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This is the second part of the Accounting principles and procedures that I am covering for one of the mandatory RICS competencies for Land Surveying (Geomatics) and Quantity Surveying. The first part covers capital, revenue expenditure, and taxation.

Revenue & Capital Expenditure

Revenue expenditure is the money that you spend on things that bring in revenue. It’s the opposite of capital expenditure (capex), which is money spent on assets that don’t provide a return.

For example, if you’re running a restaurant, your revenue expenditure would include things like paying employees, buying ingredients for food and beverages, and renting space for your business. If you’re running a factory, it might be things like buying machinery and paying workers’ salaries.

The difference between revenue expenditures and capital expenditures lies in whether or not they contribute towards the creation of an asset. Revenue expenditures are typically short-term expenses that are meant to increase profits by increasing customer satisfaction or sales volume—for example, buying new uniforms for your employees so they look nicer when serving customers. Capital expenditures are longer-term expenses—you might buy a building as part of your expansion plan.

Capital expenditure is one of the most important parts of your company’s finances. It’s how you invest in the future of your business: buying new equipment or buildings, upgrading existing equipment, and so on.

Capital expenditure is different from revenue because it’s not directly related to sales; it’s a fixed amount that needs to be paid out regardless of whether or not you sell anything. If you don’t have enough capital expenditure, your business will struggle to expand and grow, which can lead to lower revenues and profits in the future.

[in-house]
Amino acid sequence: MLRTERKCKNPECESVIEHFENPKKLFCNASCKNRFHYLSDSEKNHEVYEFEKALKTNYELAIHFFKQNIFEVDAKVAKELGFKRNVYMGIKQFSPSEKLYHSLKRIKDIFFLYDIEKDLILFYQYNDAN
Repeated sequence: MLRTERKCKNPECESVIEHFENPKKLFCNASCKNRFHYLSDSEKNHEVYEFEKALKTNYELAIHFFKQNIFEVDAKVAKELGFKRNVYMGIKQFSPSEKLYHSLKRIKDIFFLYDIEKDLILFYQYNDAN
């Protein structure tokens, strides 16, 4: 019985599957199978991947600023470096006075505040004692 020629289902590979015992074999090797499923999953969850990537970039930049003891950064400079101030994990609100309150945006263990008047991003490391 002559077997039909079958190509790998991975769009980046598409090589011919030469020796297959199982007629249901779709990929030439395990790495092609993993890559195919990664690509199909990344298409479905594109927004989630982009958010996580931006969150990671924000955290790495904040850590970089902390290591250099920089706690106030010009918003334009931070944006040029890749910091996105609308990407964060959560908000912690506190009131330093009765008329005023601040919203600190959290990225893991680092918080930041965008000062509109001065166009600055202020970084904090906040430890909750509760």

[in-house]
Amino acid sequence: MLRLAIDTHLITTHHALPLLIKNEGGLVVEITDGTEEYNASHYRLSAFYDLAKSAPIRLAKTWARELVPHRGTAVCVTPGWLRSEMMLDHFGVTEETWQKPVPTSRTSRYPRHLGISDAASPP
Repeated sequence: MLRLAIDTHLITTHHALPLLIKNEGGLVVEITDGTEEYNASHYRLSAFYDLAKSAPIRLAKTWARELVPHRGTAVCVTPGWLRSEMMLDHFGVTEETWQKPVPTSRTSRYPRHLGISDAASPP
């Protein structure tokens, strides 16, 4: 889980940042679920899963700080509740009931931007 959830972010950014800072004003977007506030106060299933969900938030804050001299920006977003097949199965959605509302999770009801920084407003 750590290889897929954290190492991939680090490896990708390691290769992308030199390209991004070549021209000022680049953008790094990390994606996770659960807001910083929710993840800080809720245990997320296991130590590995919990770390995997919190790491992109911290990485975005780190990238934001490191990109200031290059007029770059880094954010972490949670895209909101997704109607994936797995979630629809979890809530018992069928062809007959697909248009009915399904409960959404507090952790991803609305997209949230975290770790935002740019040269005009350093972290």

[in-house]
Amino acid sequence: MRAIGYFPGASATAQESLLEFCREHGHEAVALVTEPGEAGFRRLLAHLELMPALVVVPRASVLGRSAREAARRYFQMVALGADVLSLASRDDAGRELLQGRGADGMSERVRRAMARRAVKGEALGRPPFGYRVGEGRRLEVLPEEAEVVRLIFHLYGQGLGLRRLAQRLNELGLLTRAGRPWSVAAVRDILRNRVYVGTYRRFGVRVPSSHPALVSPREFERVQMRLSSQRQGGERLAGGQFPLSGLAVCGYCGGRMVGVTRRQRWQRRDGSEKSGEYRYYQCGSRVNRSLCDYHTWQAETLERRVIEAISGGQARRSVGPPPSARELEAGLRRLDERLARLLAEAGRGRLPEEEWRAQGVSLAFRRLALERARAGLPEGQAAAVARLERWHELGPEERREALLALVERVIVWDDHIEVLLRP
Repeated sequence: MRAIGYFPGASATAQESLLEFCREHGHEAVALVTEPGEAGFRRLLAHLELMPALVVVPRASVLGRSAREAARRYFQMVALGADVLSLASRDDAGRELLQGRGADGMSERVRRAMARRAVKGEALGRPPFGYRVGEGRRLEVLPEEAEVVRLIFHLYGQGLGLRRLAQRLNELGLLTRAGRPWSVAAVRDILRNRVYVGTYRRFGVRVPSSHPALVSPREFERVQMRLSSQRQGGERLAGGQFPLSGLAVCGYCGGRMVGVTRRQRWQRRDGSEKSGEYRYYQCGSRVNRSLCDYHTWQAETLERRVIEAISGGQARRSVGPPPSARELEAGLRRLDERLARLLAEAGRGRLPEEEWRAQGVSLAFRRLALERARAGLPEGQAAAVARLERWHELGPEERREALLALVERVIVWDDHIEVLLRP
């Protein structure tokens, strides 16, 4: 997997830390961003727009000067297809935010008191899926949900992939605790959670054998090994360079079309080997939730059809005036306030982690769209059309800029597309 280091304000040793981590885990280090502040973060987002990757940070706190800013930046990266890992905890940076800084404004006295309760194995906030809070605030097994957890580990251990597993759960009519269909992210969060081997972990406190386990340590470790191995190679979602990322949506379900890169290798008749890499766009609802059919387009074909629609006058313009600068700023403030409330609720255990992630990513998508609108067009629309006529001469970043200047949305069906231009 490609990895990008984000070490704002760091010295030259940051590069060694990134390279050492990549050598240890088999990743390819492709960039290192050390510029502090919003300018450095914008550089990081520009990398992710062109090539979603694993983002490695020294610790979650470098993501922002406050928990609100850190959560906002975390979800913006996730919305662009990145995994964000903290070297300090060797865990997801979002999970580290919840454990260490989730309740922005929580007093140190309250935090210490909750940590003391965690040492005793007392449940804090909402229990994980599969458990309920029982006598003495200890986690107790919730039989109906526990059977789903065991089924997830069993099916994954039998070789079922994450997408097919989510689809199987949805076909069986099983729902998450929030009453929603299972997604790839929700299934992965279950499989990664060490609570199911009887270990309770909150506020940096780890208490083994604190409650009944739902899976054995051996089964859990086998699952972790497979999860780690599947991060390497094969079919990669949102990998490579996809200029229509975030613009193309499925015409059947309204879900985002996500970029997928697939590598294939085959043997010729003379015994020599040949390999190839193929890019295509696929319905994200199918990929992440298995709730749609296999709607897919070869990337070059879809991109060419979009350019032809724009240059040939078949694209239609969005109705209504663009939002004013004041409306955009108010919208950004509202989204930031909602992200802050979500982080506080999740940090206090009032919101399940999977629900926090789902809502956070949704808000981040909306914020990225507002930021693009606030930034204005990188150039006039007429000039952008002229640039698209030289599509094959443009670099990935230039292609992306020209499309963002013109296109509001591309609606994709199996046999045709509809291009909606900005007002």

In summary, the Capital expenditure is the indirect cost to manufacture your goods, the Renveue expenditure is direct cost to manufacture the goods.

In construction, Revenue Expenditure can be:

  • Labour
  • Plant
  • Equipment
  • Subcontractor
  • Prelim (related to the works)

In construction, Capital Expenditure can be:

  • Your offices
  • Your marketing budget
  • Your head office
Money
Cashflow

Cashflow

Cashflow is the movement of money into and out of your business. The goal of cashflow is to manage the flow of money in and out of your business so that you can pay your bills, cover expenses, and grow a business.

To calculate cashflow, you start by calculating how much revenue you received in a given period. i.e. from your applications, invoices. Then, you subtract how much you spent during that same period. i.e. material, equipment, subcontractor payment. This results in a number for net cashflow (aka “cash remaining”).

Why is cashflow important? It’s important because it helps you see how well your business is doing financially, which means it helps you make better decisions about where to invest time and money. For example: if you have a negative net cashflow for a period, then this probably means that more money went out than came in during that time period (and vice versa). This can help give you a sense of whether or not it would be wise to spend more on advertising, or maybe even hire someone else full-time so they could help with sales—but only if those things are actually necessary!

In construction, I work out the cashflow based on when my payments are going to be released from my clients. Usually 30days after my application for payment. I also calculate my outgoings by looking at how much invoices are due in a period.

I don’t do it that often but it is something to be aware of for small projects, and companies.